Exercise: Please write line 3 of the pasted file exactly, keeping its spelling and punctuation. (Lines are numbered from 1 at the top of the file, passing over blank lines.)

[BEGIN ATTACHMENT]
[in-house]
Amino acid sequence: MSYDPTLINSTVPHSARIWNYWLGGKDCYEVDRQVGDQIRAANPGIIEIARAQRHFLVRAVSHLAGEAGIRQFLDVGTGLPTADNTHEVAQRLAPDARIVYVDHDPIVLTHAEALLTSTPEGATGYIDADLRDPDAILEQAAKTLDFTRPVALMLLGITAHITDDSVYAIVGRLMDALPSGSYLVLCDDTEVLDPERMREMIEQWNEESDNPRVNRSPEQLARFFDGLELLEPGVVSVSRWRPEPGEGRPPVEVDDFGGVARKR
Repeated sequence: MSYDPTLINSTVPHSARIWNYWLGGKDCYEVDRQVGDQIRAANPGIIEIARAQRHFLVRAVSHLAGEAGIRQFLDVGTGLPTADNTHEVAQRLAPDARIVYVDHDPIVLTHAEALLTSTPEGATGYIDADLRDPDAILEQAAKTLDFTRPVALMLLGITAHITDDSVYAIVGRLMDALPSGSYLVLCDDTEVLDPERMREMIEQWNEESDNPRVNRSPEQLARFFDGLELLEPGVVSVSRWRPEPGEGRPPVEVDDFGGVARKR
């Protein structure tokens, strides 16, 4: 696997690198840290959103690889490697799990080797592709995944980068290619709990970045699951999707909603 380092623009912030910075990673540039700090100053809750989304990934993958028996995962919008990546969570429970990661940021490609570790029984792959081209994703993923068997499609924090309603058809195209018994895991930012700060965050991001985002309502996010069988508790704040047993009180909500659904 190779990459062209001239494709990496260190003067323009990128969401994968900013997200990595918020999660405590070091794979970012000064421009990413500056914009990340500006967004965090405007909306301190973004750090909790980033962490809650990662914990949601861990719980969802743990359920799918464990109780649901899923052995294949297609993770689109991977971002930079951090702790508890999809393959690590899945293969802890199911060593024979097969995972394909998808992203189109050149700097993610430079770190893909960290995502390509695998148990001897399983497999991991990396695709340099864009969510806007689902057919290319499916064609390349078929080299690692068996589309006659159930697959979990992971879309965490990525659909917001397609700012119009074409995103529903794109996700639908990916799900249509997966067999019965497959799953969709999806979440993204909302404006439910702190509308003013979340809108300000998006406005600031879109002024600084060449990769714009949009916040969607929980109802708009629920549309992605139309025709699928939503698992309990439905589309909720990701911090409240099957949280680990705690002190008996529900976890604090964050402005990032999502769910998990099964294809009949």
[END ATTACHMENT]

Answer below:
Repeated sequence: MSYDPTLINSTVPHSARIWNYWLGGKDCYEVDRQVGDQIRAANPGIIEIARAQRHFLVRAVSHLAGEAGIRQFLDVGTGLPTADNTHEVAQRLAPDARIVYVDHDPIVLTHAEALLTSTPEGATGYIDADLRDPDAILEQAAKTLDFTRPVALMLLGITAHITDDSVYAIVGRLMDALPSGSYLVLCDDTEVLDPERMREMIEQWNEESDNPRVNRSPEQLARFFDGLELLEPGVVSVSRWRPEPGEGRPPVEVDDFGGVARKR